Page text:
Donald Trump supports Erdogan's handling of a coup attempt in Turkey

Thursday, 21 July, 2016 - 11:30

In comments made in an interview with The New York Times , US Republican presidential candidate Donald Trump said a NATO ally would not necessarily receive the backing of the US military in a crisis situation.

A NATO member would only receive help from the US military if they had fulfilled their commitments to the alliance, Trump said.

Other parts of the interview indicated that Trump would be willing to significantly lower the priority of US troop deployments. He mostly cited the costs of such deployments, indicating that the US was shouldering too much of the burden of keeping other countries safe and that America suffers in terms of trade losses as a result.

We are spending a fortune on military in order to lose $800 billion," Trump told the Times.

Trump also referred to America's role as a global influencer, saying America needed to focus on its own problems before lecturing other nations on how to handle theirs.
"When the world sees how bad the United States is and we start talking about civil liberties, I don't think we are a very good messenger," he said, referring specifically to whether or not the United States should weigh in on Turkish President Recep Tayyip Erdogan's handling of a coup attempt in Turkey.

This is in line with Trump's 'America First' policy, which he said meant "we are going to take care of this country first before we worry about everyone else in the world."
Trump is set to deliver a speech at the Republican National Convention in Cleveland on Thursday after accepting the party's presidential nomination earlier this week. On Wednesday, Trump's vice presidential candidate Mike Pence delivered a speech but was overshadowed by former presidential candidate Ted Cruz's refusal to endorse Trump as the nominee. Cruz was booed off the stage in Cleveland, highlighting the deep divide in the Republican party over Trump as the presidential candidate.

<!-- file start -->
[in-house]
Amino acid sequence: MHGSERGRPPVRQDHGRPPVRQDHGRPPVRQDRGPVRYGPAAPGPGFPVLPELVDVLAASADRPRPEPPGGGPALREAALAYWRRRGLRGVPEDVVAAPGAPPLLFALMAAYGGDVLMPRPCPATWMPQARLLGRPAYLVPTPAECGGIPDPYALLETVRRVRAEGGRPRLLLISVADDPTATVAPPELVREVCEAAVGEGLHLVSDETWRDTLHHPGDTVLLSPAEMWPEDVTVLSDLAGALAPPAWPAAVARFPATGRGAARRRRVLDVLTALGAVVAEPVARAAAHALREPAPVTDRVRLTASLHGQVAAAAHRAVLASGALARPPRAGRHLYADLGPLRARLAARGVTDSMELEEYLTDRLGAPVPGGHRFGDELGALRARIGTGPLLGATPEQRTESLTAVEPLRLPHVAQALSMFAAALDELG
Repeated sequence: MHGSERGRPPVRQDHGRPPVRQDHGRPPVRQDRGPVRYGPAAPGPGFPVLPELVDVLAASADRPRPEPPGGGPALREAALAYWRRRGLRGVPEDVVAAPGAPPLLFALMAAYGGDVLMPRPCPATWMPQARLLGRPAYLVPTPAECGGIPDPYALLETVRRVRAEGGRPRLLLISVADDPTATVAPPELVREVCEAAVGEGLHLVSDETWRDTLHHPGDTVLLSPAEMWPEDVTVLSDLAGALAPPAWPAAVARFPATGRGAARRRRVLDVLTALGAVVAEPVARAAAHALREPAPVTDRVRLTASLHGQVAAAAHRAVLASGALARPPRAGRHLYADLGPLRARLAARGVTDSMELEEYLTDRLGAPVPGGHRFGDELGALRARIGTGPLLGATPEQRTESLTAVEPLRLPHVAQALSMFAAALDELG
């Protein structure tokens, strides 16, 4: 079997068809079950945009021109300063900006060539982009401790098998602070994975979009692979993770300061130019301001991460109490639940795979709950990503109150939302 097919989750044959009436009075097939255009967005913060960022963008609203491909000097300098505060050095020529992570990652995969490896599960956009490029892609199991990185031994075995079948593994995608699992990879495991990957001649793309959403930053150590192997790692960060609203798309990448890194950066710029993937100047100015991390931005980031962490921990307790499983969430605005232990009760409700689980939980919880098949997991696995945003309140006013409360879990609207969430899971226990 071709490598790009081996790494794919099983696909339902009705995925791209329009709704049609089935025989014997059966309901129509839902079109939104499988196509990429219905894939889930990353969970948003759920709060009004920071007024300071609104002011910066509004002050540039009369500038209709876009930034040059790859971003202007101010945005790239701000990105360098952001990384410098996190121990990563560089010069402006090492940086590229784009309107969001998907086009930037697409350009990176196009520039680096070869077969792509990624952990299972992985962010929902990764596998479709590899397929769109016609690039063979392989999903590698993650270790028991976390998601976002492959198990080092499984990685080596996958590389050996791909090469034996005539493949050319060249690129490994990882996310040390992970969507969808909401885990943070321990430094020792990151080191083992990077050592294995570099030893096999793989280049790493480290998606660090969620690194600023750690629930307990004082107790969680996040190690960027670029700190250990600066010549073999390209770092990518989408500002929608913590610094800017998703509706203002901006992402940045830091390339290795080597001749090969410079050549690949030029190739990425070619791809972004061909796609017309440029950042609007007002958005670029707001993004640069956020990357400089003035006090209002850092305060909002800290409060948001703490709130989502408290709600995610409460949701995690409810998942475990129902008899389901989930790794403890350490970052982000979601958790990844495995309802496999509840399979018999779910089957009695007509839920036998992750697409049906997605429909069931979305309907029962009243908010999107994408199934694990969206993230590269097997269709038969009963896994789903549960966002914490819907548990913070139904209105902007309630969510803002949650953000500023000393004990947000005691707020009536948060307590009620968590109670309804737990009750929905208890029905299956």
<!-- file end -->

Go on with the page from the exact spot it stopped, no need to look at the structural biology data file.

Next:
Background on Trump from Katehon:

The US as a nation-state

The nation-state, from the realist point of view, is the main actor in international relations.  Why is the problem of immigration from Latin American countries is so important for Donald Trump and not for the other candidates? The reason is that immigration can really change the face and the identity of American society, the structural basis of American national state.  His arguments may be awful, but Trump appears the only candidate (except Rand Paul), who defends the vision of the US as a nation-state, and this is an entirely realist perspective.

For both globalist bosses, neo-conservative and liberal alike, American people are only a tool to achieve their global goals, the identity and ethnic composition of the country means nothing for them. Their America is not a particular nation-state with its own traditions, identity, history, but rather the core of the global transnational system.